In this paper, we associate domestic saving to pension reform, to go into detail about the high household saving rates in urban China from a different viewpoint. We make use of the exogenous – strategy induced – variation in pension wealth to explicitly calculate the affect of pension on domestic saving, and have a major offset effect of pension wealth on household saving. Our assessments indicate that pension reform improved the domestic saving rate. The outcomes additionally suggest that falling pension wealth lowers spending on education and health more than on other consumption items.
China’s domestic saving rates soared consistently throughout the mid-1990s. Determined by official statistics, the urban household saving ratio increased from 17% in 1995 to 20% in 2000 and to 23% in 2004. Simultaneously, China’s public pension system for urban employees continues to be in the process of reform. By far the most crucial pension reform began in 1995, first in a number of provinces and ultimately throughout the country. The reform is actually a multi-pillar system. Apart from the Pay-as-you go (PAYG) pillar, individual accounts were set up. Nevertheless, the overall replacement ratio dropped.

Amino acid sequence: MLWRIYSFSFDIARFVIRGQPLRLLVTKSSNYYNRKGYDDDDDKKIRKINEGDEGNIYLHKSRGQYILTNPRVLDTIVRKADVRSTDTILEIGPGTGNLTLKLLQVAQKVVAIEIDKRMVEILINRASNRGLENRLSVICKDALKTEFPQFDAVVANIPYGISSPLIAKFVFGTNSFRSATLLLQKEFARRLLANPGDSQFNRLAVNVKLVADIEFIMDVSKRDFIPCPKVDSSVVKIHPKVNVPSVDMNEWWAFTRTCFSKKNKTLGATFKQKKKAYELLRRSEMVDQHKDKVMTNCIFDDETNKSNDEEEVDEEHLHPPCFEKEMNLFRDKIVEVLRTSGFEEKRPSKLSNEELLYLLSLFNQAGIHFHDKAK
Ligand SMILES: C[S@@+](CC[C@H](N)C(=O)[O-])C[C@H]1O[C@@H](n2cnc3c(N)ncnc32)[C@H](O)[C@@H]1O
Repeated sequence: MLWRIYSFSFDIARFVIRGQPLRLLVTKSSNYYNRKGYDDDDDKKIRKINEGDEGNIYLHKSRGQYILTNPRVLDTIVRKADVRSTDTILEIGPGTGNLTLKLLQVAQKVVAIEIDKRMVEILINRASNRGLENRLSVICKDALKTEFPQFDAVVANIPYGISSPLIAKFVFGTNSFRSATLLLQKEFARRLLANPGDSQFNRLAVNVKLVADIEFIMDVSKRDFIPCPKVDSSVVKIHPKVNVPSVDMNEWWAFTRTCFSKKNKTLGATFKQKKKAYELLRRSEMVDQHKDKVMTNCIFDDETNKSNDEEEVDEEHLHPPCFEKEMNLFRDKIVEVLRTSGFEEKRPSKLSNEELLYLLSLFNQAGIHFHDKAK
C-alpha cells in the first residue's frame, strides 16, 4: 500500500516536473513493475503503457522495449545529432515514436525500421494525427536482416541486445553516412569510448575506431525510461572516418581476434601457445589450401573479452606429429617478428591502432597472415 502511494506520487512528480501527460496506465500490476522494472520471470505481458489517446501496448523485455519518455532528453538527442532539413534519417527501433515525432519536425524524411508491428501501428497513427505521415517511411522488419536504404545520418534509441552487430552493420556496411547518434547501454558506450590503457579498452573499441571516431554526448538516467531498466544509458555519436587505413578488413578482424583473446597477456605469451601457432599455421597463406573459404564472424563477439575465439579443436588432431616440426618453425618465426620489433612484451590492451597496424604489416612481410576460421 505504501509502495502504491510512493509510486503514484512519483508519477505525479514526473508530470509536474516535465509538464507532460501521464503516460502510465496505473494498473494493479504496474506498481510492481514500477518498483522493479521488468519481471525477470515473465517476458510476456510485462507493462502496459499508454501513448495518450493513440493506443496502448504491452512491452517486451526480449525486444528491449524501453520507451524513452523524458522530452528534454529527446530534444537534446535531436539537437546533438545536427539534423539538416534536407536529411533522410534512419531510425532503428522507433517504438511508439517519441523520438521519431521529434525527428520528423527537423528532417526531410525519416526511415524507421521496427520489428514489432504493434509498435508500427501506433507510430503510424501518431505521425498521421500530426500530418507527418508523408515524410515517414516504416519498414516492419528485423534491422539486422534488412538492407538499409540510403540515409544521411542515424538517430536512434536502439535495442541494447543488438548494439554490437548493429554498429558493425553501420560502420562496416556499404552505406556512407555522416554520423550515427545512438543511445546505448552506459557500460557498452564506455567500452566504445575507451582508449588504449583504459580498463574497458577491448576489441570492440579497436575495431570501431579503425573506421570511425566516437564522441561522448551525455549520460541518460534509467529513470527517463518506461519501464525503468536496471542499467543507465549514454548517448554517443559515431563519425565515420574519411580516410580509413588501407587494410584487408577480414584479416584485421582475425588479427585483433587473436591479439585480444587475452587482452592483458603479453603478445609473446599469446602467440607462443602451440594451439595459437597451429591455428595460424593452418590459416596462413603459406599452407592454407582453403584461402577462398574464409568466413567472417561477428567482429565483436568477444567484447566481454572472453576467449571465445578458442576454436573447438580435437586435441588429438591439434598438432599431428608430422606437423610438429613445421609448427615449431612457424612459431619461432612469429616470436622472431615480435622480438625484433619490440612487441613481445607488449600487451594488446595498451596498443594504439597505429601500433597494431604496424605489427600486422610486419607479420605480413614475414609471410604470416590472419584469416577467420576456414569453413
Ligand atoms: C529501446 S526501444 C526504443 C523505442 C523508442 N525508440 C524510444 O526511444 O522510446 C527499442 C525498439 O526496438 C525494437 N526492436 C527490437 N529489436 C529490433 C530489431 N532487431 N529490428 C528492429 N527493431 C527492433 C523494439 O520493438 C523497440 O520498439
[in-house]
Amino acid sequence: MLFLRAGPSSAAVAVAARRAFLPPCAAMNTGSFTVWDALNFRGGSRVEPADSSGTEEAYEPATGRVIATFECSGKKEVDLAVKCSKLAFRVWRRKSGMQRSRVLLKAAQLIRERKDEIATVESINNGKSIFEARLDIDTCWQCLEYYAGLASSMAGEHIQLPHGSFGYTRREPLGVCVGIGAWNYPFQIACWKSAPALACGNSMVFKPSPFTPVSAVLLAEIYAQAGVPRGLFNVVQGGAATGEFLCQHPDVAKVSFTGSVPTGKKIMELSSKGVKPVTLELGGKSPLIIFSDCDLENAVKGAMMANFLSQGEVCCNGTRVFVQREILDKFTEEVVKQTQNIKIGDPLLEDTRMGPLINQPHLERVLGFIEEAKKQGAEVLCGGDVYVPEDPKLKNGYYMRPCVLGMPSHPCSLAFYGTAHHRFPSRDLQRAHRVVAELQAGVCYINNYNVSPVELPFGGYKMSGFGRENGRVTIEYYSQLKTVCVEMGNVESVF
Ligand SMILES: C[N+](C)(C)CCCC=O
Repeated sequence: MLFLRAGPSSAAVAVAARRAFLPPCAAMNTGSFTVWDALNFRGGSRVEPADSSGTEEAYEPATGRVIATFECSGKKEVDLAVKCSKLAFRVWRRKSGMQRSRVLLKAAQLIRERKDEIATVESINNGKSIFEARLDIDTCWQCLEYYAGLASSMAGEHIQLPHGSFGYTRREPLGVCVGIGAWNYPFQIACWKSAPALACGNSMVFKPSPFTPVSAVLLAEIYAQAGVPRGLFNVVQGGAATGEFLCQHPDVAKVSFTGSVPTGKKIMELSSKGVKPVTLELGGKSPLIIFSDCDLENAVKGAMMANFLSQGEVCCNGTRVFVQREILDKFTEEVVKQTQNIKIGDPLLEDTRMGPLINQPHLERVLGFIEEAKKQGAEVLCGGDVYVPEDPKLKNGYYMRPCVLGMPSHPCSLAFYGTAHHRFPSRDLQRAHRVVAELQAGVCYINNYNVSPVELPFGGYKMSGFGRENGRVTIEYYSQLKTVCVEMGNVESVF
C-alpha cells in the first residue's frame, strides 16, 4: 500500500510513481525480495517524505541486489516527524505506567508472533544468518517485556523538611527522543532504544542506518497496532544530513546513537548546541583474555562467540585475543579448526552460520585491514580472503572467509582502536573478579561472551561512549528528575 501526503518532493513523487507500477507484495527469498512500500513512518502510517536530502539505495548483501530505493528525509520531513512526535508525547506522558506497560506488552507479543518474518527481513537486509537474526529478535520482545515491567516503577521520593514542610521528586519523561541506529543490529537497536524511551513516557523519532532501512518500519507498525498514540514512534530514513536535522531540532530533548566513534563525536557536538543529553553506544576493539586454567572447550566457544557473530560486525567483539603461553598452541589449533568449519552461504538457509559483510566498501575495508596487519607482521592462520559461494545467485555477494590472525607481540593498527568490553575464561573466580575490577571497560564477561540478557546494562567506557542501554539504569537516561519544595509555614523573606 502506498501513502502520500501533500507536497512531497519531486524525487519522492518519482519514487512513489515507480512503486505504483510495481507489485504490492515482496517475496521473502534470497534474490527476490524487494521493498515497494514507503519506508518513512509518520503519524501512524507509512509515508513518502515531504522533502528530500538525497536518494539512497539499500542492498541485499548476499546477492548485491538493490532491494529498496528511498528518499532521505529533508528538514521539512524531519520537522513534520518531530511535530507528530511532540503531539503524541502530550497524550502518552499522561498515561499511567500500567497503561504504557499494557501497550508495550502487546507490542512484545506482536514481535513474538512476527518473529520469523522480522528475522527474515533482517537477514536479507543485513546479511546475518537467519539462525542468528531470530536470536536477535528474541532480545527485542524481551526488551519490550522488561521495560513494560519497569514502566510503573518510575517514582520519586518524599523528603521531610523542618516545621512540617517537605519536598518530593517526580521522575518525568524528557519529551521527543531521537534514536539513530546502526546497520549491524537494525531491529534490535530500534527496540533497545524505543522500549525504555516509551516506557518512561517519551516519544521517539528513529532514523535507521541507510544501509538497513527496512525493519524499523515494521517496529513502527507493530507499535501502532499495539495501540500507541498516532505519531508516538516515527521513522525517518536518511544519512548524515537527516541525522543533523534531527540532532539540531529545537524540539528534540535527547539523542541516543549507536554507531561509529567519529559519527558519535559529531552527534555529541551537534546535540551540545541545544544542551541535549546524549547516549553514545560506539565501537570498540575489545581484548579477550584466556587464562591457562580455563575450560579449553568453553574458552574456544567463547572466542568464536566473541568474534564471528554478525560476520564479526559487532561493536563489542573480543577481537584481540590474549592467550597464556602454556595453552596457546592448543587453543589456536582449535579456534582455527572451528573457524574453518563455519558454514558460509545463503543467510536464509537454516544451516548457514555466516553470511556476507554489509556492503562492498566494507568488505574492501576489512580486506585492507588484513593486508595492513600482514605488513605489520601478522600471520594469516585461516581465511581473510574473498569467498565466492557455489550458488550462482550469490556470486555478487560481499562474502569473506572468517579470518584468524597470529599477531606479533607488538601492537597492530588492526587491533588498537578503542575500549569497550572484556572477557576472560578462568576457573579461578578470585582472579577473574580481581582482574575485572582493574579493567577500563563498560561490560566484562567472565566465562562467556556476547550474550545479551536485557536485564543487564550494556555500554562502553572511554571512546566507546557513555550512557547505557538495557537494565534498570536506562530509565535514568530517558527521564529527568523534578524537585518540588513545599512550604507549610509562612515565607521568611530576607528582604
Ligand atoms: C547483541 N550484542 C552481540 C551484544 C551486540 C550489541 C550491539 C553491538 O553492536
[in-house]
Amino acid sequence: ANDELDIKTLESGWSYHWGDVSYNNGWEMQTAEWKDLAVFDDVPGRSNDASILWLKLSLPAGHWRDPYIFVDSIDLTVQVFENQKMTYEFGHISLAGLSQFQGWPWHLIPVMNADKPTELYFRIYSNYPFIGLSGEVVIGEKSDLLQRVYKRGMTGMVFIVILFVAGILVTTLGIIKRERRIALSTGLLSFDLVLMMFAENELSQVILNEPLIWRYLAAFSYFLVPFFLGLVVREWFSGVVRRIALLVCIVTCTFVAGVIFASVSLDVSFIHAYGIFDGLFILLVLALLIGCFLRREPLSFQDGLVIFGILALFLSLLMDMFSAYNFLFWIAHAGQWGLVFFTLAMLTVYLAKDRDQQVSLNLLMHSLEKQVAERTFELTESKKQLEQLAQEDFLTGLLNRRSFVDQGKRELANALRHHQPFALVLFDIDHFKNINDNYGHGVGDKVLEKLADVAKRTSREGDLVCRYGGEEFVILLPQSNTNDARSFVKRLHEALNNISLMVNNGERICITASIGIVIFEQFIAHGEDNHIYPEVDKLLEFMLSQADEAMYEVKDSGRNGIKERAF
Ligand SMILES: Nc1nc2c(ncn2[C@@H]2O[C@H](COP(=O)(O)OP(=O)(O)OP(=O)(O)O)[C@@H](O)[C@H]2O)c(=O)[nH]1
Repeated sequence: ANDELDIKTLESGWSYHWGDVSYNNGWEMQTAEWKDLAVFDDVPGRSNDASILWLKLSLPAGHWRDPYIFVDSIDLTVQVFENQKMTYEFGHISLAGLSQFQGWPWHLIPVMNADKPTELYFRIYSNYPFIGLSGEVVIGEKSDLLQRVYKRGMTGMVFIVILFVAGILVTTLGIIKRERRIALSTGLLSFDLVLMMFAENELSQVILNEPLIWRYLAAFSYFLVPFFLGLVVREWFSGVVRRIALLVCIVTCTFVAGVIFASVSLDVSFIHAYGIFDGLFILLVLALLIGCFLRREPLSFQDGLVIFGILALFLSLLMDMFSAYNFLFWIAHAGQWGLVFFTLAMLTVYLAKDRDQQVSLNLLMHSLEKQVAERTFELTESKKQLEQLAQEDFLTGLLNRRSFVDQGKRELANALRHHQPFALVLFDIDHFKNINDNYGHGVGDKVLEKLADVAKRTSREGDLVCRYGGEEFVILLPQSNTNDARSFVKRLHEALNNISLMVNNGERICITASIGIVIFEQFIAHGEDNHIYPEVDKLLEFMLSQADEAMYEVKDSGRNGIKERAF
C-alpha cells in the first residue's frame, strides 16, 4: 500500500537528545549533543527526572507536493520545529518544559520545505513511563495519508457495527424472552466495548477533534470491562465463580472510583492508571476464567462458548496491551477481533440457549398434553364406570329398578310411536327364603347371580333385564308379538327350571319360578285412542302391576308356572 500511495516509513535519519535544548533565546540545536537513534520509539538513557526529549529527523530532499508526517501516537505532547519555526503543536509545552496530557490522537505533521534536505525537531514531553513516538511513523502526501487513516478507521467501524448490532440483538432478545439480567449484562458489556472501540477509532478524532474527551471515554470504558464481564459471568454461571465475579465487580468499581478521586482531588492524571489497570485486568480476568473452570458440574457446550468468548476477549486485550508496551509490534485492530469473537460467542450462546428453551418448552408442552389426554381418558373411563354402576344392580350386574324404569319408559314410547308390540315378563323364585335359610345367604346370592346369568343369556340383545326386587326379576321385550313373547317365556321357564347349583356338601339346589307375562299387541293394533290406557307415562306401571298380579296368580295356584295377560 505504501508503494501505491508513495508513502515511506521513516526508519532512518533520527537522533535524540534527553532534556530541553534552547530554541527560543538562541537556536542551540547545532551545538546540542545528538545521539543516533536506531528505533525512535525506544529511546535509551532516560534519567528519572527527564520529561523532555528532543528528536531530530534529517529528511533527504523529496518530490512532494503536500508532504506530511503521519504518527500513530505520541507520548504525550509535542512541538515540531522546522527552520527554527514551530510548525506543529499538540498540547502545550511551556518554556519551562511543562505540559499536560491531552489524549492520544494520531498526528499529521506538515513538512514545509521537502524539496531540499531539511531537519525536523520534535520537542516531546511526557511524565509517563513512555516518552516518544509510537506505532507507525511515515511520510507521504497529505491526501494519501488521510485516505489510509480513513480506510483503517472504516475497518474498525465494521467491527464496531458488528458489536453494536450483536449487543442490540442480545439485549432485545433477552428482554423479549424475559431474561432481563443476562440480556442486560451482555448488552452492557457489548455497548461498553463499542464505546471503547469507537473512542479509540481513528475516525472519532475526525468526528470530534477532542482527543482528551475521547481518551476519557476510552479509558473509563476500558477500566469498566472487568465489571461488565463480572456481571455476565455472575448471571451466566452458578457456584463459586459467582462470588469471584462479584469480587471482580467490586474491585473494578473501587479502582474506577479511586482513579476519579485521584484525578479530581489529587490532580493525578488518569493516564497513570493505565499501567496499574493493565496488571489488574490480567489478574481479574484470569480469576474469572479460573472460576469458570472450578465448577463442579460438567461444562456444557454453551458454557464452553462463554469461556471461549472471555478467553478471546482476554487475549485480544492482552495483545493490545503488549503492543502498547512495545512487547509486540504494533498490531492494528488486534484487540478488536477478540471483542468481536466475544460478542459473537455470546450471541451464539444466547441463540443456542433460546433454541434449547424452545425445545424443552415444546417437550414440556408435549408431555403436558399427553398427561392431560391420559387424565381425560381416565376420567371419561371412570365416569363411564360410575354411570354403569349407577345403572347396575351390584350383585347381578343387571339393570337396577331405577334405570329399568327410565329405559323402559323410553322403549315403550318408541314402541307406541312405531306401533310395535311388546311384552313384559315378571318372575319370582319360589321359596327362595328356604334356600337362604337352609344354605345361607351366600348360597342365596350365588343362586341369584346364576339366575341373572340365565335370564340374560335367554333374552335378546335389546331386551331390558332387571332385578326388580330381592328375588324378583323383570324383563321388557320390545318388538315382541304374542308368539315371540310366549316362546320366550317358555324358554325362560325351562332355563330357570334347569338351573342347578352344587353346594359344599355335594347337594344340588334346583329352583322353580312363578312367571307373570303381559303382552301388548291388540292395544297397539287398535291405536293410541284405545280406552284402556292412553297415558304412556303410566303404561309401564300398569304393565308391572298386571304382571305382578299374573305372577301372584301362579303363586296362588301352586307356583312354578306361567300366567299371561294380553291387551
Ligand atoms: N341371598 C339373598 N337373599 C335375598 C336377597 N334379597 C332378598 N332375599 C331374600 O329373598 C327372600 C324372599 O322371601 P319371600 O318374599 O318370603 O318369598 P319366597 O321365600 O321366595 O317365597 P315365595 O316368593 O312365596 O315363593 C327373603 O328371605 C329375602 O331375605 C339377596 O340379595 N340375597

Source: Institute for Economies in Transition, Bank of Finland
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